Set and keep to a schedule as much as possible

The more change that’s happening, the more important it can become to stick to a regular routine. Having some things that are predictable in your day or week can create a sense of safety, and can make you feel more in control. Planning activities that make you feel happy, connected to others and a sense of achievement into your days can help to boost your mood.

Make the most of the daylight

Exposure to light is so important during the shorter daylight hours and has be shown to improve symptoms of seasonal affective disorder (SAD). Be creative with how you get more light. You could try brightening up your home environment by opening curtains and blinds, making a conscious effort to let in as much sunlight as possible. Or getting outside when you can by scheduling time during your day.

Get proactive

Take charge of what you’re experiencing either to prevent things from getting worse, or from happening in the first place. Be proactive with your exercise and diet by ensuring you make time for physical activity and for eating well. Exercise is known to decrease symptoms of depression and this doesn’t have to mean going out on a two-hour run. Simply walking around the block can help.

Being proactive with your diet is a good idea. When you feel low, you’re more likely to crave comforting foods that help to boost serotonin (which is lower during winter for some of us). Eating a healthy balanced diet can help to keep you feeling good.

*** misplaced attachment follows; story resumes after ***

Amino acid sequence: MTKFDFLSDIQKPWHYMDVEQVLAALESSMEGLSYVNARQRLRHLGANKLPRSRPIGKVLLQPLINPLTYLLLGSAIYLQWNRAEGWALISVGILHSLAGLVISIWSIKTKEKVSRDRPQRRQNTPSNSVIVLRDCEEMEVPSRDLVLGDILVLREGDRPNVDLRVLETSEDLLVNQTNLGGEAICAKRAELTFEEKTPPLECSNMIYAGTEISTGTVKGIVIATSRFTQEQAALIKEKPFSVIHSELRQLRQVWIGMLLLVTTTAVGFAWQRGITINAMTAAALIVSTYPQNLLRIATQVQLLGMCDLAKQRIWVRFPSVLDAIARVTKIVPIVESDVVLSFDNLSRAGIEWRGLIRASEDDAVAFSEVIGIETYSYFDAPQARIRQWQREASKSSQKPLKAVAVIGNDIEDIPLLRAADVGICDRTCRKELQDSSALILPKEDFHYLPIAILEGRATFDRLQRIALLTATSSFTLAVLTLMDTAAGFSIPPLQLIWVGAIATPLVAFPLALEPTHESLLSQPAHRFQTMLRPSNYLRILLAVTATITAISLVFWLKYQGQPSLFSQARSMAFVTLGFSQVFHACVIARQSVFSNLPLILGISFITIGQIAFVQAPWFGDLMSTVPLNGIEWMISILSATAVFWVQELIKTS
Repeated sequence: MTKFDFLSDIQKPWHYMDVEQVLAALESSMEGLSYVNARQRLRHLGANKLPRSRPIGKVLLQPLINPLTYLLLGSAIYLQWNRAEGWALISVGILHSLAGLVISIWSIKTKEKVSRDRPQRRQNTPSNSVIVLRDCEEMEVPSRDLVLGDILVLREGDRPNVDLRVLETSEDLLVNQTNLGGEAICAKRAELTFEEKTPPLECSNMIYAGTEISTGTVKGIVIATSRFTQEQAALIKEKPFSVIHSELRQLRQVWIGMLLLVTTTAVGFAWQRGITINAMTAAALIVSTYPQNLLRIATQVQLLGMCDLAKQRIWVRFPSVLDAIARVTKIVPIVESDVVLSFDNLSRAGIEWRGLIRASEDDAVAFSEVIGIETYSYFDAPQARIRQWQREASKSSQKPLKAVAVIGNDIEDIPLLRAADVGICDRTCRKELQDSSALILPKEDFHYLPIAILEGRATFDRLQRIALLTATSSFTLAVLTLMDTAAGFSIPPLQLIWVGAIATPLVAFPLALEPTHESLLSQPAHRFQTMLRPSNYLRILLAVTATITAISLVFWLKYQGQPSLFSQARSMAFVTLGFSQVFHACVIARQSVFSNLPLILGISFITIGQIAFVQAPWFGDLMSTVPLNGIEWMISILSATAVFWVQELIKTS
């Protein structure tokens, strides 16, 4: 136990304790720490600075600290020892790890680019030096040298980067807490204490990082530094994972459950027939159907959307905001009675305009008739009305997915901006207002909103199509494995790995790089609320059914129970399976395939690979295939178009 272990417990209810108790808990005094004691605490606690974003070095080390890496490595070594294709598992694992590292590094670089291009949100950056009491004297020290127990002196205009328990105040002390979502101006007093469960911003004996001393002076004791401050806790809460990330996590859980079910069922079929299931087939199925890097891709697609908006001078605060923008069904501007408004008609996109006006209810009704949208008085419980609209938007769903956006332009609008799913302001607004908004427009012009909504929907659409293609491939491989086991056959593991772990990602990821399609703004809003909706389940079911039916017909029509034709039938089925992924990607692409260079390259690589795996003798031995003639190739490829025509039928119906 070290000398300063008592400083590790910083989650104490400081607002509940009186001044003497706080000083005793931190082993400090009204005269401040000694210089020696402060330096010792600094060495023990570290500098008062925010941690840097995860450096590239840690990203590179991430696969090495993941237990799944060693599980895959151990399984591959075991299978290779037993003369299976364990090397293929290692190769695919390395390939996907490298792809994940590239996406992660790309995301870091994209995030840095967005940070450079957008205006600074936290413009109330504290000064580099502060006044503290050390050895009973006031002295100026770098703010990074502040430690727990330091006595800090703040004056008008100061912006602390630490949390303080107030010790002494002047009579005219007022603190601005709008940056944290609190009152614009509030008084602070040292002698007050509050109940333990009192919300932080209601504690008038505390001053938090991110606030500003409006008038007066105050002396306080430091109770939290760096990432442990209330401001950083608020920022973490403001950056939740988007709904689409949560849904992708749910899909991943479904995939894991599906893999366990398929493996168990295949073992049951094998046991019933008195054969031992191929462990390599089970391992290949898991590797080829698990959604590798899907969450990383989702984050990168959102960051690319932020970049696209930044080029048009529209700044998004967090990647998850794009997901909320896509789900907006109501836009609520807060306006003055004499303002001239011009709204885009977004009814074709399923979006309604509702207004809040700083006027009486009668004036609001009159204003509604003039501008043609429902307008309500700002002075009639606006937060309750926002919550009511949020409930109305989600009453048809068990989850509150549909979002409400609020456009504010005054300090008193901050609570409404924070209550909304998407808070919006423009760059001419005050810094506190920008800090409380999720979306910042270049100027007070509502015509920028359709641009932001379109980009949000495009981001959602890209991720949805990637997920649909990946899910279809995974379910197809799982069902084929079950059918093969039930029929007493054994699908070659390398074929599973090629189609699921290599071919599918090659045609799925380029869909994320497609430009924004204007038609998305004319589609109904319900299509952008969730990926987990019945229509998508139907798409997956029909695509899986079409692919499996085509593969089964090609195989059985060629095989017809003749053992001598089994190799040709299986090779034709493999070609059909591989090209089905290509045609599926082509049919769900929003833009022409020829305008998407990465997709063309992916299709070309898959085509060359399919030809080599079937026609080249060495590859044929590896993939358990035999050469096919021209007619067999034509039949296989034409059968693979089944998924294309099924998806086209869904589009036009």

If you’re not sure what to do that might boost your mood and mental health, it can sometimes help to keep a journal (either on paper or using an app on your phone). Through journaling, you can pick up on any patterns emerging in regard to what makes you feel better, and what makes you feel worse.

Be kind to yourself and normalise what you are experiencing

It is normal to experience a change of mood when things in life change. We have all had an abundance of change this year. But remember, it’s how we respond to these changes that can make a difference. Try to go easy on yourself and show yourself the same kindness and compassion as you would to others.

Seek support

If you consider your symptoms to have persisted for too long, or if you are finding it hard to manage or cope on your own. Speak to your friends, family or GP. Or of you don’t feel comfortable, you can visit the Mind website for more information or call the Samaritans helpline (116 123) in confidence.

If you’re worried about your mental health, our direct access service aims to provide you with the advice, support and treatment you need as quickly as possible. If you’re covered by your health insurance, you’ll be able to get mental health advice and support usually without the need for a GP referral. Learn more today.

a profile photo of Carly Francis
Carly Francis
Onsite Mental Health Therapist for Bupa Clinics

    • Seasonal affective disorder (SAD). Mind., published February 2019
    • Seasonal affective disorder. BMJ Best Practice., last reviewed September 2020